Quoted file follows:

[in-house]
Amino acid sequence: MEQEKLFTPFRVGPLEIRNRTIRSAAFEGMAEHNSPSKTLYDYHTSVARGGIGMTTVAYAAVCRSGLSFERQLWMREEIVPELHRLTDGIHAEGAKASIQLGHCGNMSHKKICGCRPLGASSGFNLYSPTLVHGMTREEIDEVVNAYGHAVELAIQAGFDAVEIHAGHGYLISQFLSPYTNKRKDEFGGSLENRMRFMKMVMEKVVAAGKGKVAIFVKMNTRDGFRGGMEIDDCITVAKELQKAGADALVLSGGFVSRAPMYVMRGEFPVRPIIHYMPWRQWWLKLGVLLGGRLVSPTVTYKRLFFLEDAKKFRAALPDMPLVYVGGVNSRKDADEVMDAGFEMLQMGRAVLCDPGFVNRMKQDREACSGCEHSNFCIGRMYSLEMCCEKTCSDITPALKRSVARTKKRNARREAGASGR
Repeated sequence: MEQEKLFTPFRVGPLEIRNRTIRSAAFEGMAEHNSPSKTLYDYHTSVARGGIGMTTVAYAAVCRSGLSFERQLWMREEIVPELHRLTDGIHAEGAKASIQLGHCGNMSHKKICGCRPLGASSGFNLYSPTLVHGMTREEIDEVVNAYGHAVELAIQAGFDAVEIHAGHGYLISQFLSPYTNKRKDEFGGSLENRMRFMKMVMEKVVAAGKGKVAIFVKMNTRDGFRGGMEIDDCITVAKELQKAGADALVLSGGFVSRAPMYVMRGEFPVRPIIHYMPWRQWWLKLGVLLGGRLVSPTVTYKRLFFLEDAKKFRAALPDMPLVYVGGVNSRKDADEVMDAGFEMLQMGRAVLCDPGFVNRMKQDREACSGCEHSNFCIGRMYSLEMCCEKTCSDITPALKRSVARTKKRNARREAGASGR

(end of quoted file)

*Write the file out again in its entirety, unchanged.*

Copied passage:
[in-house]
Amino acid sequence: MEQEKLFTPFRVGPLEIRNRTIRSAAFEGMAEHNSPSKTLYDYHTSVARGGIGMTTVAYAAVCRSGLSFERQLWMREEIVPELHRLTDGIHAEGAKASIQLGHCGNMSHKKICGCRPLGASSGFNLYSPTLVHGMTREEIDEVVNAYGHAVELAIQAGFDAVEIHAGHGYLISQFLSPYTNKRKDEFGGSLENRMRFMKMVMEKVVAAGKGKVAIFVKMNTRDGFRGGMEIDDCITVAKELQKAGADALVLSGGFVSRAPMYVMRGEFPVRPIIHYMPWRQWWLKLGVLLGGRLVSPTVTYKRLFFLEDAKKFRAALPDMPLVYVGGVNSRKDADEVMDAGFEMLQMGRAVLCDPGFVNRMKQDREACSGCEHSNFCIGRMYSLEMCCEKTCSDITPALKRSVARTKKRNARREAGASGR
Repeated sequence: MEQEKLFTPFRVGPLEIRNRTIRSAAFEGMAEHNSPSKTLYDYHTSVARGGIGMTTVAYAAVCRSGLSFERQLWMREEIVPELHRLTDGIHAEGAKASIQLGHCGNMSHKKICGCRPLGASSGFNLYSPTLVHGMTREEIDEVVNAYGHAVELAIQAGFDAVEIHAGHGYLISQFLSPYTNKRKDEFGGSLENRMRFMKMVMEKVVAAGKGKVAIFVKMNTRDGFRGGMEIDDCITVAKELQKAGADALVLSGGFVSRAPMYVMRGEFPVRPIIHYMPWRQWWLKLGVLLGGRLVSPTVTYKRLFFLEDAKKFRAALPDMPLVYVGGVNSRKDADEVMDAGFEMLQMGRAVLCDPGFVNRMKQDREACSGCEHSNFCIGRMYSLEMCCEKTCSDITPALKRSVARTKKRNARREAGASGR